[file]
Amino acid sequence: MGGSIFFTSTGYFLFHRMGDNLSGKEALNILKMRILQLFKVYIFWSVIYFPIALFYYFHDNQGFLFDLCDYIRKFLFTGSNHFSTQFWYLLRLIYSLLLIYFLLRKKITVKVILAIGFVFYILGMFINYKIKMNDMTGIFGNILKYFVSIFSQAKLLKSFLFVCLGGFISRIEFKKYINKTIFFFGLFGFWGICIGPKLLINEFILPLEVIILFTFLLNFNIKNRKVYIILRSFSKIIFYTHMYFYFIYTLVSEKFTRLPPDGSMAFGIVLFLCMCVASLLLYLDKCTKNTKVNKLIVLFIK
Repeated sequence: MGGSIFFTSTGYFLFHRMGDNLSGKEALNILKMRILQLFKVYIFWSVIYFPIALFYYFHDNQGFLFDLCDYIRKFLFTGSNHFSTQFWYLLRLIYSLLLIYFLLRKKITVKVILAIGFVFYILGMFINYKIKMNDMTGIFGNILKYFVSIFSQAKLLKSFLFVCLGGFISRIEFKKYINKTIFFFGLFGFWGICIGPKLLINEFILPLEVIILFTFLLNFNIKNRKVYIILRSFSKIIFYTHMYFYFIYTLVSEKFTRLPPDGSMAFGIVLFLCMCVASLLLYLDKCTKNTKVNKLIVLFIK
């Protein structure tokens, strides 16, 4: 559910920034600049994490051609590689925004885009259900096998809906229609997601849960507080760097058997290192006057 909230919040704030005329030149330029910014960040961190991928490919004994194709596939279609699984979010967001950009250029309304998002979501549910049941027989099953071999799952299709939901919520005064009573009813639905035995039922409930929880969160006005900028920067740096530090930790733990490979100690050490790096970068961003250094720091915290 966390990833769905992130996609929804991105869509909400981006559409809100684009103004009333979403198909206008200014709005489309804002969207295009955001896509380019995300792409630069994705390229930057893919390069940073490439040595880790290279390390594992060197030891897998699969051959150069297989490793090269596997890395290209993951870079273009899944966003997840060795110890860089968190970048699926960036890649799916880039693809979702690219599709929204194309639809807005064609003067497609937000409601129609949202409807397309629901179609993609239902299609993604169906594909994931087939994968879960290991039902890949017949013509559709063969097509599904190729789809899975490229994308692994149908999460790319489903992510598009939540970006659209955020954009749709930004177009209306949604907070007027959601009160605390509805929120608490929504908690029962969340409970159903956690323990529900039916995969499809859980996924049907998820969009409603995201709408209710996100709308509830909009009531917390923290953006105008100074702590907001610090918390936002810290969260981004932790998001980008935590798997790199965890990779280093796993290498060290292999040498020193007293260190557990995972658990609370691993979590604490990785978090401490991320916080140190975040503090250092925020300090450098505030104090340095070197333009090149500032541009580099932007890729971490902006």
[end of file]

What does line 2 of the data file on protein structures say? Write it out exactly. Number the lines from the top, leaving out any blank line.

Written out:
Repeated sequence: MGGSIFFTSTGYFLFHRMGDNLSGKEALNILKMRILQLFKVYIFWSVIYFPIALFYYFHDNQGFLFDLCDYIRKFLFTGSNHFSTQFWYLLRLIYSLLLIYFLLRKKITVKVILAIGFVFYILGMFINYKIKMNDMTGIFGNILKYFVSIFSQAKLLKSFLFVCLGGFISRIEFKKYINKTIFFFGLFGFWGICIGPKLLINEFILPLEVIILFTFLLNFNIKNRKVYIILRSFSKIIFYTHMYFYFIYTLVSEKFTRLPPDGSMAFGIVLFLCMCVASLLLYLDKCTKNTKVNKLIVLFIK